Part of his momentous series of squeegee paintings, Abstraktes Bild (890-2) and its brethren are a testament to Richter’s continued investigation of the painting process. Beginning with the photo-based works, the artist has worked in distinct groupings throughout his career. Rather than merely a fleeting blip within a larger thread, series like the Abstraktes Bilder exist in longer conversations that Richter has used to continuously challenge himself and his viewers. The current example shows a mixture of freedom and control that collide within the composition and hint at the artist’s meticulous work in the past and his journey toward a less controlled practice. When he first began making the abstract paintings, he noted that they “allowed me to do what I had never let myself do: put something down at random. And then, of course, I realized that it never can be random. It was all a way of opening a door for me. If I don't know what's coming—that is, if I have no hard-and-fast image, as I have with a photographic original—then arbitrary choice and chance play an important part” (G. Richter, quoted in Gerhard Richter: Text, London, 2009, p. 256). The squeegee paintings are created within a carefully tested system where the artist’s process rarely differs but the results can be wildly different. By choosing particular color combinations to highlight throughout the works and then smearing and dragging them around the canvas, Richter is able to form complex relationships that are not predetermined or rooted within visual tradition.

Throughout his career, Richter has been doggedly curious about the art of painting and its boundaries. As a young artist in the mid-1950s, he studied in Dresden, but a visit to Documenta II in 1959 sparked his creative fire and precipitated his move to West Germany in 1961. There he began his work in earnest at the Kunstakademie in Düsseldorf. Speaking about his experience at Documenta, the artist remarked: “At the exhibition, I was looking for realistic paintings, and hardly found anything I liked, and then I saw Pollock and Fontana – and I was shocked. They were so brazen. One had just made a cut in the canvas, the other had dripped paint on it. I was completely unprepared for that…It had an influence, in the sense that it was one more reason to leave the GDR” (G. Richter, quoted in “I Have Nothing to Say and I’m Saying It: Conversation Between Gerhard Richter and Nicholas Serota, Spring 2011” in M. Godfrey and N. Serota, Gerhard Richter: Panorama, exh. cat., Tate Modern, London, 2011, p. 20). Fontana’s Tagli interrupted the hallowed surface of the painting, causing the young Richter to reevaluate his own relationship with the history of the artform. Though his results were much different than the Argentine artist’s, both rebelled against the rarified space of the work, choosing instead to situate it firmly within a physical reality which the audience also inhabits. By connecting with the physical world in this way, and by emphasizing process and production, works like Abstraktes Bild (890-2) push the limits of what painting has been and will be.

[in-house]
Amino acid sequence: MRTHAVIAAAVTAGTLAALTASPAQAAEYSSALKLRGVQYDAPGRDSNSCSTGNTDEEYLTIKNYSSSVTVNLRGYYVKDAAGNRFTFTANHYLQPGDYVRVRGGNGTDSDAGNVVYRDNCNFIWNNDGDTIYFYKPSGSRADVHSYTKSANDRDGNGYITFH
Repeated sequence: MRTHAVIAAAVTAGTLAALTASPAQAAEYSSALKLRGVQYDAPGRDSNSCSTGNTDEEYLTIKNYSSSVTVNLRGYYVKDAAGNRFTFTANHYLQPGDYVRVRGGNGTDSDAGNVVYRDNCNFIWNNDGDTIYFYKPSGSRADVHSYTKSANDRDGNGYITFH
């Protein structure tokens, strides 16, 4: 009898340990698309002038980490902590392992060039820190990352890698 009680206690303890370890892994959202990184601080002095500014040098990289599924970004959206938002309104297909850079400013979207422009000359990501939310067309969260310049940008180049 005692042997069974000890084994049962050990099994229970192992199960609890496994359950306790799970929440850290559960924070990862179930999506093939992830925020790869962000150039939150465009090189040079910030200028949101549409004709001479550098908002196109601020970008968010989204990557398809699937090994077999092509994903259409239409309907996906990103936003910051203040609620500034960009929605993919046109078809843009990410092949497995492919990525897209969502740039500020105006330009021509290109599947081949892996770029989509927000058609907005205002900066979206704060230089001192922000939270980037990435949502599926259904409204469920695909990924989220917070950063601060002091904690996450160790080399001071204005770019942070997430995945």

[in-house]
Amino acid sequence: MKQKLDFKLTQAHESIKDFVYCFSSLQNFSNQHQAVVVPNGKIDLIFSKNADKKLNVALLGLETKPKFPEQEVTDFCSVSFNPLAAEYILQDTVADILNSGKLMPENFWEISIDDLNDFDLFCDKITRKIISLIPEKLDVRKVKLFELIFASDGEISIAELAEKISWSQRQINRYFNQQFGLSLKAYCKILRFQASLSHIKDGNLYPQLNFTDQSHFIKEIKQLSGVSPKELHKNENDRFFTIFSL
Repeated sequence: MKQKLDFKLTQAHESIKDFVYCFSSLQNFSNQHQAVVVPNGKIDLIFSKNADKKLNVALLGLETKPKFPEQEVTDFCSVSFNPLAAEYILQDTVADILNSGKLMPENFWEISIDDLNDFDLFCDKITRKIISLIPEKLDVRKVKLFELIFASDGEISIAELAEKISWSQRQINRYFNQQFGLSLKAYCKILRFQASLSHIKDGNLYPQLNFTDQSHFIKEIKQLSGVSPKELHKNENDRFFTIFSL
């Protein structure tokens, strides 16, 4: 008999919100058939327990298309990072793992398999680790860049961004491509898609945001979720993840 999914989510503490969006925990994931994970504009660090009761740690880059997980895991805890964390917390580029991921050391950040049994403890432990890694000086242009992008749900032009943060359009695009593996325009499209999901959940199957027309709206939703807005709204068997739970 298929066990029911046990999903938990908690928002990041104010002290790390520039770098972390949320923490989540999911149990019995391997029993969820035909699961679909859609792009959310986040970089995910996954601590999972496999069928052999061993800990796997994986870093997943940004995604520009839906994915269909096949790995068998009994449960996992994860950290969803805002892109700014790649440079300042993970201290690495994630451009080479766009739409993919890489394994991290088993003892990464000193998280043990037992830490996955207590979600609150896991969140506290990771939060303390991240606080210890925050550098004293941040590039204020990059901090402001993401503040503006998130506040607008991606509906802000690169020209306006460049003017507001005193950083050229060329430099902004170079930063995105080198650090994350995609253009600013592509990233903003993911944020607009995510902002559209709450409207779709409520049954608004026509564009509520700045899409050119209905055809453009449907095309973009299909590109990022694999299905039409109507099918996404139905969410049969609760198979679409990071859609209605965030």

[The abstract squeegee paintings] allowed me to do what I had never let myself do: put something down at random. And then, of course, I realized that it never can be random. It was all a way of opening a door for me. If I don't know what's coming—that is, if I have no hard-and-fast image, as I have with a photographic original—then arbitrary choice and chance play an important part. (G. Richter, quoted in Gerhard Richter: Text, London, 2009, p. 256).